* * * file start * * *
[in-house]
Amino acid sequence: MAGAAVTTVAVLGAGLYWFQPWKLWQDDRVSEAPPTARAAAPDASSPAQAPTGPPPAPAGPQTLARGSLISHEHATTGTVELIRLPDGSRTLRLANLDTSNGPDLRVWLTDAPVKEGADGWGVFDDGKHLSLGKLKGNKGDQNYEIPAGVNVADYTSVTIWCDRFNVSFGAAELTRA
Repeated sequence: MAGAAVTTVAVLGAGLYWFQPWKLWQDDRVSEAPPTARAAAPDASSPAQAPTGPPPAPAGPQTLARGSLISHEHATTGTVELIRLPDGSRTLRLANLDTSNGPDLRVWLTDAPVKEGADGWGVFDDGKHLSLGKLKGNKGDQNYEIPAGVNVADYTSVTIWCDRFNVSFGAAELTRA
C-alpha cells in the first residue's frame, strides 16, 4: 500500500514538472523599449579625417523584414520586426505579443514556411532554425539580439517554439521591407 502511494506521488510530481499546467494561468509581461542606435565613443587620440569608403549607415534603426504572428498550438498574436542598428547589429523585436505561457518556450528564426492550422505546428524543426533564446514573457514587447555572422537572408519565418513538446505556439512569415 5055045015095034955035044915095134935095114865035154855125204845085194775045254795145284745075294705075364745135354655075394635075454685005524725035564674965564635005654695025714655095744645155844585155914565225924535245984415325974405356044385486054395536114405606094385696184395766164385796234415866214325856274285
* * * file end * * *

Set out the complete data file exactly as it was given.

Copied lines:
[in-house]
Amino acid sequence: MAGAAVTTVAVLGAGLYWFQPWKLWQDDRVSEAPPTARAAAPDASSPAQAPTGPPPAPAGPQTLARGSLISHEHATTGTVELIRLPDGSRTLRLANLDTSNGPDLRVWLTDAPVKEGADGWGVFDDGKHLSLGKLKGNKGDQNYEIPAGVNVADYTSVTIWCDRFNVSFGAAELTRA
Repeated sequence: MAGAAVTTVAVLGAGLYWFQPWKLWQDDRVSEAPPTARAAAPDASSPAQAPTGPPPAPAGPQTLARGSLISHEHATTGTVELIRLPDGSRTLRLANLDTSNGPDLRVWLTDAPVKEGADGWGVFDDGKHLSLGKLKGNKGDQNYEIPAGVNVADYTSVTIWCDRFNVSFGAAELTRA
C-alpha cells in the first residue's frame, strides 16, 4: 500500500514538472523599449579625417523584414520586426505579443514556411532554425539580439517554439521591407 502511494506521488510530481499546467494561468509581461542606435565613443587620440569608403549607415534603426504572428498550438498574436542598428547589429523585436505561457518556450528564426492550422505546428524543426533564446514573457514587447555572422537572408519565418513538446505556439512569415 5055045015095034955035044915095134935095114865035154855125204845085194775045254795145284745075294705075364745135354655075394635075454685005524725035564674965564635005654695025714655095744645155844585155914565225924535245984415325974405356044385486054395536114405606094385696184395766164385796234415866214325856274285